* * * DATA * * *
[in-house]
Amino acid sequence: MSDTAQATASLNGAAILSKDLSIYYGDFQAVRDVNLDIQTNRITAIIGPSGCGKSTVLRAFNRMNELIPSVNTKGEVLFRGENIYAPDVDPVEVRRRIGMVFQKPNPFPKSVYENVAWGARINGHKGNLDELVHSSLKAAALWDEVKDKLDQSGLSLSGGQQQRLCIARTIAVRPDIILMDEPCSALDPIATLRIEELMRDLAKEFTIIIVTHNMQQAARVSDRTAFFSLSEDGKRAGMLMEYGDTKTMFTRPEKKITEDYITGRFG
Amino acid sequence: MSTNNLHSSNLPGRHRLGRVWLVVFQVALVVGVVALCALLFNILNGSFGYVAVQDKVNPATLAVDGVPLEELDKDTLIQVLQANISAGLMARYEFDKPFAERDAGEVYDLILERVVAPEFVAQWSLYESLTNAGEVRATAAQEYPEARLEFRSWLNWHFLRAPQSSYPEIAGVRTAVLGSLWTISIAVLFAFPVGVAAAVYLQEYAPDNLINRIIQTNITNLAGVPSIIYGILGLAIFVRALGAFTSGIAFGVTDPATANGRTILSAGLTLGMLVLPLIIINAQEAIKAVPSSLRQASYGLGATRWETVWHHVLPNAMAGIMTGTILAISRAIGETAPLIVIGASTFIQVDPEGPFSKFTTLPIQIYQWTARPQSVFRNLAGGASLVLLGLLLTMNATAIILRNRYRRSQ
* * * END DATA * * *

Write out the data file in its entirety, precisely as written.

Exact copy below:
[in-house]
Amino acid sequence: MSDTAQATASLNGAAILSKDLSIYYGDFQAVRDVNLDIQTNRITAIIGPSGCGKSTVLRAFNRMNELIPSVNTKGEVLFRGENIYAPDVDPVEVRRRIGMVFQKPNPFPKSVYENVAWGARINGHKGNLDELVHSSLKAAALWDEVKDKLDQSGLSLSGGQQQRLCIARTIAVRPDIILMDEPCSALDPIATLRIEELMRDLAKEFTIIIVTHNMQQAARVSDRTAFFSLSEDGKRAGMLMEYGDTKTMFTRPEKKITEDYITGRFG
Amino acid sequence: MSTNNLHSSNLPGRHRLGRVWLVVFQVALVVGVVALCALLFNILNGSFGYVAVQDKVNPATLAVDGVPLEELDKDTLIQVLQANISAGLMARYEFDKPFAERDAGEVYDLILERVVAPEFVAQWSLYESLTNAGEVRATAAQEYPEARLEFRSWLNWHFLRAPQSSYPEIAGVRTAVLGSLWTISIAVLFAFPVGVAAAVYLQEYAPDNLINRIIQTNITNLAGVPSIIYGILGLAIFVRALGAFTSGIAFGVTDPATANGRTILSAGLTLGMLVLPLIIINAQEAIKAVPSSLRQASYGLGATRWETVWHHVLPNAMAGIMTGTILAISRAIGETAPLIVIGASTFIQVDPEGPFSKFTTLPIQIYQWTARPQSVFRNLAGGASLVLLGLLLTMNATAIILRNRYRRSQ